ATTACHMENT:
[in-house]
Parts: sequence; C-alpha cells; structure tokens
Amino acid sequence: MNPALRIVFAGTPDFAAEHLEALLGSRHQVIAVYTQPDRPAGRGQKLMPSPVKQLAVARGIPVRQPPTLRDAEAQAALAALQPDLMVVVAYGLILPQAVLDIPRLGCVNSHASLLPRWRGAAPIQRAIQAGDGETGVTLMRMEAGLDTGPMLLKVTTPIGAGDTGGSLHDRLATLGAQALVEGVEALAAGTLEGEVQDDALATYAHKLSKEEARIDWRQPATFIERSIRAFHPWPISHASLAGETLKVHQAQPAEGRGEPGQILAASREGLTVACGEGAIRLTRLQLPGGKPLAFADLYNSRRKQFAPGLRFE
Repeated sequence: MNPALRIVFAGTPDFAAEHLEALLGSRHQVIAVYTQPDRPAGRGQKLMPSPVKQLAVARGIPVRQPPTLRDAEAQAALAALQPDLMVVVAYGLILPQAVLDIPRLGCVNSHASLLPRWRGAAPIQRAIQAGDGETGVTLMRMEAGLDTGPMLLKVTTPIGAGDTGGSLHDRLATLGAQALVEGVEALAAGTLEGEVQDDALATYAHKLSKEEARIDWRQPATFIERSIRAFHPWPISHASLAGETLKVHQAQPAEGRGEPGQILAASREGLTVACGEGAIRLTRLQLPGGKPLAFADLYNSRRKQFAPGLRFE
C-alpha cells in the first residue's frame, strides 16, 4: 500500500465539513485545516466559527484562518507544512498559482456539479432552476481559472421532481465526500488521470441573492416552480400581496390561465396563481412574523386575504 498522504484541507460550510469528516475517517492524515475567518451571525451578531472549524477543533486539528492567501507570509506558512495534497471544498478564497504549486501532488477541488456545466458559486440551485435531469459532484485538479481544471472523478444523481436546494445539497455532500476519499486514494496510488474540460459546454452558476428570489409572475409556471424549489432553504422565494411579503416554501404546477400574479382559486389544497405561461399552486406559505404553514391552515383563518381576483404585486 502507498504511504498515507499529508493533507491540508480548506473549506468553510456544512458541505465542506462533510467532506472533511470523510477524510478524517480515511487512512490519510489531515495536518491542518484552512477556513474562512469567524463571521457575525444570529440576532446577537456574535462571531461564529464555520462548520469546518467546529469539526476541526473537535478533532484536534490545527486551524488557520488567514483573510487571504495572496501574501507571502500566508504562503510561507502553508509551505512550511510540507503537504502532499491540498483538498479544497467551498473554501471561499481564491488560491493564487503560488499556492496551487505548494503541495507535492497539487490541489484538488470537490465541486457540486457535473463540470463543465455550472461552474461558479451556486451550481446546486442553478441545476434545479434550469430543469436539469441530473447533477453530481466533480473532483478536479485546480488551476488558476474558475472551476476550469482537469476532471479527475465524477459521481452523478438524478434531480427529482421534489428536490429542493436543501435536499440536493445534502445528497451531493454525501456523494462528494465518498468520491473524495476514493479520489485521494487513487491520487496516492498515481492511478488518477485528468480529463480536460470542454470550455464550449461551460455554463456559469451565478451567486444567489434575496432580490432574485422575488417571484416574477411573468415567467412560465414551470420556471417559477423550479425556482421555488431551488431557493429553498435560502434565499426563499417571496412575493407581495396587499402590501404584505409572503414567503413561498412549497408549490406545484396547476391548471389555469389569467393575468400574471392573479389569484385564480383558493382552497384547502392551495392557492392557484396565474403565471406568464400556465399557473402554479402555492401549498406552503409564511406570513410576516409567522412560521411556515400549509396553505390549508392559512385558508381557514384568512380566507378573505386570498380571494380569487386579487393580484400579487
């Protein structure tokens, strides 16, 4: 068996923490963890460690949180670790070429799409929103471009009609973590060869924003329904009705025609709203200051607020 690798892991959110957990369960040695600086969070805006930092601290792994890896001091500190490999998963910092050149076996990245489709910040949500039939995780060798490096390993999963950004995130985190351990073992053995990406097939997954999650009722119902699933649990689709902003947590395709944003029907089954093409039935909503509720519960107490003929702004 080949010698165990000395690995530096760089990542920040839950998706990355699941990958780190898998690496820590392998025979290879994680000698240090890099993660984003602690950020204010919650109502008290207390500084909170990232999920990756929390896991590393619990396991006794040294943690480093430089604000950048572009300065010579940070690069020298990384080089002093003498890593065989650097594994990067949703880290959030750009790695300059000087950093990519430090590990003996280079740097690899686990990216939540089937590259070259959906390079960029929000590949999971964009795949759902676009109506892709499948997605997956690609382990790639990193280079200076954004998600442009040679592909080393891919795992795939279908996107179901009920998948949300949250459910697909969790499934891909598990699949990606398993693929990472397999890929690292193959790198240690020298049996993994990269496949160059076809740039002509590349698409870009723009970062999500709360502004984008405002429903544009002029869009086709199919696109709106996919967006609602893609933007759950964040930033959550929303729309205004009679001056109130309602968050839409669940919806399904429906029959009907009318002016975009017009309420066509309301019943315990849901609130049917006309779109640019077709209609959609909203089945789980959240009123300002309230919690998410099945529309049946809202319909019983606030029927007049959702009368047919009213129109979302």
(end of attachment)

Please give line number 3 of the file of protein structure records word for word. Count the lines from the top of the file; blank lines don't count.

Amino acid sequence: MNPALRIVFAGTPDFAAEHLEALLGSRHQVIAVYTQPDRPAGRGQKLMPSPVKQLAVARGIPVRQPPTLRDAEAQAALAALQPDLMVVVAYGLILPQAVLDIPRLGCVNSHASLLPRWRGAAPIQRAIQAGDGETGVTLMRMEAGLDTGPMLLKVTTPIGAGDTGGSLHDRLATLGAQALVEGVEALAAGTLEGEVQDDALATYAHKLSKEEARIDWRQPATFIERSIRAFHPWPISHASLAGETLKVHQAQPAEGRGEPGQILAASREGLTVACGEGAIRLTRLQLPGGKPLAFADLYNSRRKQFAPGLRFE